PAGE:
Then I drive excruciatingly slow for the first few blocks, really no more than 1200rpm, until the oil gets to operating temperature. Never noticed an issue so far.
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Re: Engine temp

Post by David V. on Tue Aug 16, 2016 10:26 pm

On a side-note. For anyone considering driving a small block chevy with upgraded valvetrain (especially stiffer springs and high lift cam) frequently in cold weather, your best friend will be a higher torque starter. I've never had problems with fueling in cold weather: starts right up. However, getting the starter to crank over fast enough on cold springs and oil is quite a challenge. A regular starter won't like it very much.
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Re: Engine temp

Post by Duehew on Tue Aug 16, 2016 10:46 pm

Thanks for all the great information. You guys are making my head hurt. Smile I am taking all this advice to my mechanic and see what we can do. Thanks again.
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Re: Engine temp

Post by David V. on Tue Aug 16, 2016 11:27 pm

Haha no problem Duane, it's fun stuff to talk about. I wouldn't trouble him too much with oil cooler stuff yet Razz You're best off finding the source of your heat increase first.
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Re: Engine temp

Post by Hermn8r on Wed Aug 17, 2016 3:05 pm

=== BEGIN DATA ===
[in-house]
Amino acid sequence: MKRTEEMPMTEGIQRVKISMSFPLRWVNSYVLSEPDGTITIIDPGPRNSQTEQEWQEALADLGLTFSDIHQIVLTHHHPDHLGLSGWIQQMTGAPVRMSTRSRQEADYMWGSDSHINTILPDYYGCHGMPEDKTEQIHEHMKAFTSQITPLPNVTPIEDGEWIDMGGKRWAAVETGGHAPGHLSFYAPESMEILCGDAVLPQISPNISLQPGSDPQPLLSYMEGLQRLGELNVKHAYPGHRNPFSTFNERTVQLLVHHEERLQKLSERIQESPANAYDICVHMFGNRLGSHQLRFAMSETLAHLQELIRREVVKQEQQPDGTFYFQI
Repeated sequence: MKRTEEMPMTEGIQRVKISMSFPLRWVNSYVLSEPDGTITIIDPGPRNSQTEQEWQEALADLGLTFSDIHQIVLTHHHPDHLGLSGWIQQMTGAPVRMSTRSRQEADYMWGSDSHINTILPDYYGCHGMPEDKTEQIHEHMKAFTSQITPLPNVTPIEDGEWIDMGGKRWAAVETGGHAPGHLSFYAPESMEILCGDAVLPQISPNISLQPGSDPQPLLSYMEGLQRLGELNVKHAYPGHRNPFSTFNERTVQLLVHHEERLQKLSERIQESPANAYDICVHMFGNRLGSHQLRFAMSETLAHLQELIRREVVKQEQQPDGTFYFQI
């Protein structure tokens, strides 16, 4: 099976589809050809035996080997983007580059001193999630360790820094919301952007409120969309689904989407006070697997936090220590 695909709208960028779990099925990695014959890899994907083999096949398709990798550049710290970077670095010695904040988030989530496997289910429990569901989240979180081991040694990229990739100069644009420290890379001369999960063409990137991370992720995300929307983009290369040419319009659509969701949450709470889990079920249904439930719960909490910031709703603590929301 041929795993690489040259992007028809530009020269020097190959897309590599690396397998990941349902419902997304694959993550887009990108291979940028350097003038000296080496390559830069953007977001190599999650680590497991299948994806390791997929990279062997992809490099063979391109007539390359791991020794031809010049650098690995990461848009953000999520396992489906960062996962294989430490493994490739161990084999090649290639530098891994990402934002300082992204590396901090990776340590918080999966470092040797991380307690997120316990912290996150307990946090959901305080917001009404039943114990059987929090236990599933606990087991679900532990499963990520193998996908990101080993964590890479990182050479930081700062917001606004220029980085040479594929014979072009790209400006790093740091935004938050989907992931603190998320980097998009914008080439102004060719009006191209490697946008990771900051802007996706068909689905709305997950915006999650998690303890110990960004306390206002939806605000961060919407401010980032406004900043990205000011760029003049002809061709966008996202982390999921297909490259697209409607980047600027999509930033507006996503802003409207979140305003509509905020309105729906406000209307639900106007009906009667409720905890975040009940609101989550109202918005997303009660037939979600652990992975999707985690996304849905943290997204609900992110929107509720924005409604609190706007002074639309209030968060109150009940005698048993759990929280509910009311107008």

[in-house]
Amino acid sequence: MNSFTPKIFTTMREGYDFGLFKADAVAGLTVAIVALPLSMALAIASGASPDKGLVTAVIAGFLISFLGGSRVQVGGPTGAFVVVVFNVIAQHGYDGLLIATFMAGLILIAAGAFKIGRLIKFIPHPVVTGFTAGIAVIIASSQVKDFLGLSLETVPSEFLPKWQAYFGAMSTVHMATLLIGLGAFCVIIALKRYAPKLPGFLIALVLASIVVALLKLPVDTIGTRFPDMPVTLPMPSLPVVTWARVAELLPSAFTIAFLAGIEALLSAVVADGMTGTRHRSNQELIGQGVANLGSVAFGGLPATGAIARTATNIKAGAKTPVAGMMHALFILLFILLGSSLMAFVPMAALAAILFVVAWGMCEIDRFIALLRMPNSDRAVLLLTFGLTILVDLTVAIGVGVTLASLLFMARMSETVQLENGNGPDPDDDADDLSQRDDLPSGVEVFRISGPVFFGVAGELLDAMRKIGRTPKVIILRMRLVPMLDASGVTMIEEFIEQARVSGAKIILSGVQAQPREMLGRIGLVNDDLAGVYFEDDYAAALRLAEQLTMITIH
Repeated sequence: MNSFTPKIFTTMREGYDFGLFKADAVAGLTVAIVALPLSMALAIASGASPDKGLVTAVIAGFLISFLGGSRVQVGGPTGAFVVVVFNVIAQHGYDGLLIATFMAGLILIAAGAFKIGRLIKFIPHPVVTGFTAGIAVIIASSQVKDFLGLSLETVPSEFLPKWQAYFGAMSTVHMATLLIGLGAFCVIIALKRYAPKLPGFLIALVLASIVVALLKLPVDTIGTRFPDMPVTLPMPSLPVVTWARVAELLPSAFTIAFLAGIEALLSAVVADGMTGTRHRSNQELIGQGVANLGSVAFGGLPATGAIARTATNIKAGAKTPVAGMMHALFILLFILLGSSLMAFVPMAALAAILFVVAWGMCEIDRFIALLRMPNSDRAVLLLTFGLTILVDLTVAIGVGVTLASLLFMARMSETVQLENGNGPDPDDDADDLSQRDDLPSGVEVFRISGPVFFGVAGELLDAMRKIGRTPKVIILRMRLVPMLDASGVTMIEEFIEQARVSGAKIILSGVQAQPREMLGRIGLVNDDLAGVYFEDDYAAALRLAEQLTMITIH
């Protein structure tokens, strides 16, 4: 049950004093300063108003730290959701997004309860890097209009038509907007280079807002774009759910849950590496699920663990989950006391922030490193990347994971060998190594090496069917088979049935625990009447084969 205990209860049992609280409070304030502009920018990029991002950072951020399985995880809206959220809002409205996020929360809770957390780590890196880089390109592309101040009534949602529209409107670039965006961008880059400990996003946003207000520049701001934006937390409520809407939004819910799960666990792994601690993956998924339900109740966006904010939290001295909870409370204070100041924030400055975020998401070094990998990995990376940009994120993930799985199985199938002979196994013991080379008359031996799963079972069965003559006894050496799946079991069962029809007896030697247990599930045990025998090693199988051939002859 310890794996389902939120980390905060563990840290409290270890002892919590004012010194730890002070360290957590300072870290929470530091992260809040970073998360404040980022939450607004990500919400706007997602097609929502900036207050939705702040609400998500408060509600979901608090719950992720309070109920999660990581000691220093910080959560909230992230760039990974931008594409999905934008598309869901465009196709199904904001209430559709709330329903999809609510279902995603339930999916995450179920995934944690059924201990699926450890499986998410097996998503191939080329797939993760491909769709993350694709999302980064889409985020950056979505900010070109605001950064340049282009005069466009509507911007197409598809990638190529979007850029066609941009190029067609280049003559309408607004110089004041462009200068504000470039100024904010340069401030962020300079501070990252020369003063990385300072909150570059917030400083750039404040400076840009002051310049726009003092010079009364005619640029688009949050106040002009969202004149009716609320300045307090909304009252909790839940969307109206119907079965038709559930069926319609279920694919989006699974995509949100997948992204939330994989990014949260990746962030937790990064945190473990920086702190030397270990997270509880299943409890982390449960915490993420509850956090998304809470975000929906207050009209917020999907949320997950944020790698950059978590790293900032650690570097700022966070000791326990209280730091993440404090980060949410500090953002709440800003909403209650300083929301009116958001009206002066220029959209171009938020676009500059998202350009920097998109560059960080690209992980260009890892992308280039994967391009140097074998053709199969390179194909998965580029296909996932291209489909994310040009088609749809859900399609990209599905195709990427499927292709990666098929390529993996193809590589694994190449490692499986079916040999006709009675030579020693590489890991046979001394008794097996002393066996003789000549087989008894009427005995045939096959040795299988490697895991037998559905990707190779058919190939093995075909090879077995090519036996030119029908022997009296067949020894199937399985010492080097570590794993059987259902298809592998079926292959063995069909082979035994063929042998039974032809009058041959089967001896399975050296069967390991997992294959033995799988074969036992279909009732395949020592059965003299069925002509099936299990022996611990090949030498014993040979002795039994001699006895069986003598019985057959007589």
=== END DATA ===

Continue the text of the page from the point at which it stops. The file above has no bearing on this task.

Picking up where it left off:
I use "water wetter" in my supercharged ford lightning with good results.
If I remember correctly it can lower temps 20 deg. just pour it in and go!


Last edited by Hermn8r on Fri Oct 21, 2016 3:34 pm; edited 1 time in total

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Re: Engine temp

Post by Duehew on Wed Aug 17, 2016 4:05 pm

Thanks for all the info. I might give "Water Wetter" first and then look into the carb issues.
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Re: Engine temp

Post by Duehew on Thu Oct 20, 2016 3:53 pm

Hi all, here is an update. The wrong plugs were in the engine. Had the correct plugs installed and they are about 1/8 th inch longer and should burn better. Timing was off about 6 degrees. Carburetor adjusted and runs smoother and idles much better. This new mechanic also discovered that the vacuum advance was NOT hooked up, another problem taken care of. This new mechanic looked the car all over and his remark was, "This is a well built car, whoever put it together did a great job". This was good to hear and I realized the mechanic that was taking care of us was just lining his pockets. Hopefully now we will get better MPG. On the ride home the performance was the best it has ever been. Getting much cooler now so next year we will find out more on how the car runs and performs. Again thank you for your suggestions.

Next I need to bite the bullet and get the doors adjusted better and remove the interior panels so I can install the new outside and inside door handles. Still thinking of finding someone who can reproduce the windshield finishers and grill surround in either polished aluminum or chromed steel. Have a great and safe winter.
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Re: Engine temp

Post by Hotrod on Thu Oct 20, 2016 9:35 pm

Glad you got it straightened out and thanks for the update.  You don't often get that and you wonder if the poster ever got it sorted.
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Re: Engine temp

Post by Duehew on Fri Oct 21, 2016 12:32 am

Thanks, that is why I updated the info as soon as I had it done things like this always have me wondering also.
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Re: Engine temp